Monday, August 23, 2010
Allison Pittman's For Time and Eternity ~ Reviewed
For Time and Eternity (Sister Wife)
Paperback: 384 pages
Publisher: Tyndale House Publishers (August 4, 2010)
All Camilla Deardon knows of the Mormons camping nearby is the songs she hears floating on the breeze. Then she meets one of them—a young man named Nathan Fox. Never did she imagine he would be so handsome, so charming, especially after Mama and Papa’s warnings to stay away. Though she knows she should obey her parents, Camilla can’t refuse her heart. But even Nathan’s promises cannot prepare her for what she will face in Utah.
I read Allison Pittman's novels with a bias. I expect her novels to make me think, and to transport me into a story that makes me completely unaware of my actual surroundings. She has ably met those expectations in For Time and Eternity.
The story begins in Iowa, my hometown, actually, which was kind of fun. But it was a very different Iowa, set during the Mormon exodus toward Utah. The story doesn't cover the journey and the hardships of the trail that one might expect. Instead it is the story of a young Christian girl, who, against her parents wishes, runs away with the young Mormon man whose eyes speak of promise and passion.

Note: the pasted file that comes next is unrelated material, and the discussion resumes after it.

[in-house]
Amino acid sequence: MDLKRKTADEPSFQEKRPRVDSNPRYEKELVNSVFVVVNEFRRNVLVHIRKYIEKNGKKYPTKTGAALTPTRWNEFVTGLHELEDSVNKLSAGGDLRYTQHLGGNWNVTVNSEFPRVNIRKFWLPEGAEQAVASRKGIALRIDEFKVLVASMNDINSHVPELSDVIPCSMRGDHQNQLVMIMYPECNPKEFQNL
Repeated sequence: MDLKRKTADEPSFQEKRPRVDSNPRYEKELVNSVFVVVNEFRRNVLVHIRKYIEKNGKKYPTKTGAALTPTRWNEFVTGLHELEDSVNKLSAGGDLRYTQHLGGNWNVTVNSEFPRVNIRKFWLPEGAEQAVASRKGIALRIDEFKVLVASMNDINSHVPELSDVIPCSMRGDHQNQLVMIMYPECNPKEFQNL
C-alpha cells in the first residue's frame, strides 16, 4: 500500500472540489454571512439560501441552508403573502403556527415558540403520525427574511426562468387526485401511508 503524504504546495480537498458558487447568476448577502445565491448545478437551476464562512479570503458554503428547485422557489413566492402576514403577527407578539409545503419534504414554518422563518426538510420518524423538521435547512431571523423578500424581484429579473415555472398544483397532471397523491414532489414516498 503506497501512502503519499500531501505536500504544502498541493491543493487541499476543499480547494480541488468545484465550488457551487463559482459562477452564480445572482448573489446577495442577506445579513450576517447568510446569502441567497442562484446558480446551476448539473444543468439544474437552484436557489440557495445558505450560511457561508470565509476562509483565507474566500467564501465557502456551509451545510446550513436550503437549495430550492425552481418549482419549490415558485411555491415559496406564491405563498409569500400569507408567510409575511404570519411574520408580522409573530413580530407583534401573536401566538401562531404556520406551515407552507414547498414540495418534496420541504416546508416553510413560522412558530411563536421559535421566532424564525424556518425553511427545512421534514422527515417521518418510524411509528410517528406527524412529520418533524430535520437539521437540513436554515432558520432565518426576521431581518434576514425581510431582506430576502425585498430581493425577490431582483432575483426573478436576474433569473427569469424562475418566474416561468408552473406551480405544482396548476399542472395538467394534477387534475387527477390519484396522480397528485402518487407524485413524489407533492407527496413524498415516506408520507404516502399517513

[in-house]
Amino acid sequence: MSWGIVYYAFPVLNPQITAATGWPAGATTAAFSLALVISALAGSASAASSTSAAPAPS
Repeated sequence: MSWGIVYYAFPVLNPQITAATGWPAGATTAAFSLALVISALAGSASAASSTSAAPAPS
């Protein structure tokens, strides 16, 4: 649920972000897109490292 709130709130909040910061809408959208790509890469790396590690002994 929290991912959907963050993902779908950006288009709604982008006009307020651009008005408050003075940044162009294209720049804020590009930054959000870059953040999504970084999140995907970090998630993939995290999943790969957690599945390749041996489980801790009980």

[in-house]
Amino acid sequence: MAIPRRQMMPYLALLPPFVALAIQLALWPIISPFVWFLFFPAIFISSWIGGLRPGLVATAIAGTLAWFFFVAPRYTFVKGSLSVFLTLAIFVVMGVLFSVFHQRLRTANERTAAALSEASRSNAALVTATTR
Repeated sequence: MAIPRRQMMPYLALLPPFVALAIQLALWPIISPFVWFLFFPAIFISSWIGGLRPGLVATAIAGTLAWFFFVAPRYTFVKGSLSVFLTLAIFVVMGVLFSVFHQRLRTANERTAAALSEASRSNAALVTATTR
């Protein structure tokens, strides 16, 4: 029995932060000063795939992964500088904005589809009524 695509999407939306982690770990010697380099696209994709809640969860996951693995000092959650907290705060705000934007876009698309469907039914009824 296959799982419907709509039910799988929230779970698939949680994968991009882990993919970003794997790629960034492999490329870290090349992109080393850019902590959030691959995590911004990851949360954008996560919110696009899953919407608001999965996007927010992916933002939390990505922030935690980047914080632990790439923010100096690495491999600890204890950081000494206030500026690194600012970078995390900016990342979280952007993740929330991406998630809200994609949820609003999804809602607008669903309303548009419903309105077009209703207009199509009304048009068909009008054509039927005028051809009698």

Pittman handles some controversial issues with grace. The history of the Mormon church is one that is tarnished, as is the history of Christianity, and let me just put it out there...all of humanity. Power, greed, lust, fervor, passion, pride; all things that seem to drive, divide and destroy even the best of intentions and situations. And beneath that not-so-subtle mix, is the underlying story of For Time and Eternity; man vs. God and the attempt to define Him, understand Him and become like Him.
In the midst of that epic struggle of man and God is the age old struggle of man and woman with a twist....a woman who is asked, expected and encouraged to share the husband she loves with all her heart, with another. Pittman delivers there as well. I read much of For Time and Eternity with my heart in my throat and tears in my eyes.
Reviewed by: Kelly Klepfer